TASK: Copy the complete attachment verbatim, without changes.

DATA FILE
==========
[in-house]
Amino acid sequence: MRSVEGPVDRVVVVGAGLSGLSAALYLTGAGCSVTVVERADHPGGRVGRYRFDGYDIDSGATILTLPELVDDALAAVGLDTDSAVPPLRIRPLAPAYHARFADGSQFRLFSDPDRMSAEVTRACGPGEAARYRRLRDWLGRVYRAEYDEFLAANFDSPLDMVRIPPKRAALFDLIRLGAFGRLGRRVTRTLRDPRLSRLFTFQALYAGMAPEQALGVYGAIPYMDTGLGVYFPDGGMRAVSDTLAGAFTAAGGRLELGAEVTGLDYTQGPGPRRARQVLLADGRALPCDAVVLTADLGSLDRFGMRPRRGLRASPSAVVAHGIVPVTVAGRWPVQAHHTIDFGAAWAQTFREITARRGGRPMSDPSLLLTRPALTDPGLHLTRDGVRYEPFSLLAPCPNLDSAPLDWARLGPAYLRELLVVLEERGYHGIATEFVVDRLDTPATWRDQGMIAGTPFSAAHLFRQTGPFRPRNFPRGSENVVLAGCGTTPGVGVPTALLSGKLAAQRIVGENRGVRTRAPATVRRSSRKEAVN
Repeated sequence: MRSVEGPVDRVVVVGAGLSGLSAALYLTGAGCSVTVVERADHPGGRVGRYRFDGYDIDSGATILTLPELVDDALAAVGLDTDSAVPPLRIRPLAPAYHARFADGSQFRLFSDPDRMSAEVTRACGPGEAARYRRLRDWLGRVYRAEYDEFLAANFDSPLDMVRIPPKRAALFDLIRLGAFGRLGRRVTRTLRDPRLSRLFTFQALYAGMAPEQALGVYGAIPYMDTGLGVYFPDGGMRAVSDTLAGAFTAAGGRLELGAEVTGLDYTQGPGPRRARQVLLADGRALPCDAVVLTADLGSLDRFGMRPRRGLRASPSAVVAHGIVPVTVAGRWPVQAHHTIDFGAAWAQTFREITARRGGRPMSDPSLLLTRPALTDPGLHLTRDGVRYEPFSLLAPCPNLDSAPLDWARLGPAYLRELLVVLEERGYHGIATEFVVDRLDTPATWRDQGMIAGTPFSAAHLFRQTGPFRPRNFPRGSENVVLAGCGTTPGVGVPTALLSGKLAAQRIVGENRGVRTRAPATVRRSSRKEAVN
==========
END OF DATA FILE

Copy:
[in-house]
Amino acid sequence: MRSVEGPVDRVVVVGAGLSGLSAALYLTGAGCSVTVVERADHPGGRVGRYRFDGYDIDSGATILTLPELVDDALAAVGLDTDSAVPPLRIRPLAPAYHARFADGSQFRLFSDPDRMSAEVTRACGPGEAARYRRLRDWLGRVYRAEYDEFLAANFDSPLDMVRIPPKRAALFDLIRLGAFGRLGRRVTRTLRDPRLSRLFTFQALYAGMAPEQALGVYGAIPYMDTGLGVYFPDGGMRAVSDTLAGAFTAAGGRLELGAEVTGLDYTQGPGPRRARQVLLADGRALPCDAVVLTADLGSLDRFGMRPRRGLRASPSAVVAHGIVPVTVAGRWPVQAHHTIDFGAAWAQTFREITARRGGRPMSDPSLLLTRPALTDPGLHLTRDGVRYEPFSLLAPCPNLDSAPLDWARLGPAYLRELLVVLEERGYHGIATEFVVDRLDTPATWRDQGMIAGTPFSAAHLFRQTGPFRPRNFPRGSENVVLAGCGTTPGVGVPTALLSGKLAAQRIVGENRGVRTRAPATVRRSSRKEAVN
Repeated sequence: MRSVEGPVDRVVVVGAGLSGLSAALYLTGAGCSVTVVERADHPGGRVGRYRFDGYDIDSGATILTLPELVDDALAAVGLDTDSAVPPLRIRPLAPAYHARFADGSQFRLFSDPDRMSAEVTRACGPGEAARYRRLRDWLGRVYRAEYDEFLAANFDSPLDMVRIPPKRAALFDLIRLGAFGRLGRRVTRTLRDPRLSRLFTFQALYAGMAPEQALGVYGAIPYMDTGLGVYFPDGGMRAVSDTLAGAFTAAGGRLELGAEVTGLDYTQGPGPRRARQVLLADGRALPCDAVVLTADLGSLDRFGMRPRRGLRASPSAVVAHGIVPVTVAGRWPVQAHHTIDFGAAWAQTFREITARRGGRPMSDPSLLLTRPALTDPGLHLTRDGVRYEPFSLLAPCPNLDSAPLDWARLGPAYLRELLVVLEERGYHGIATEFVVDRLDTPATWRDQGMIAGTPFSAAHLFRQTGPFRPRNFPRGSENVVLAGCGTTPGVGVPTALLSGKLAAQRIVGENRGVRTRAPATVRRSSRKEAVN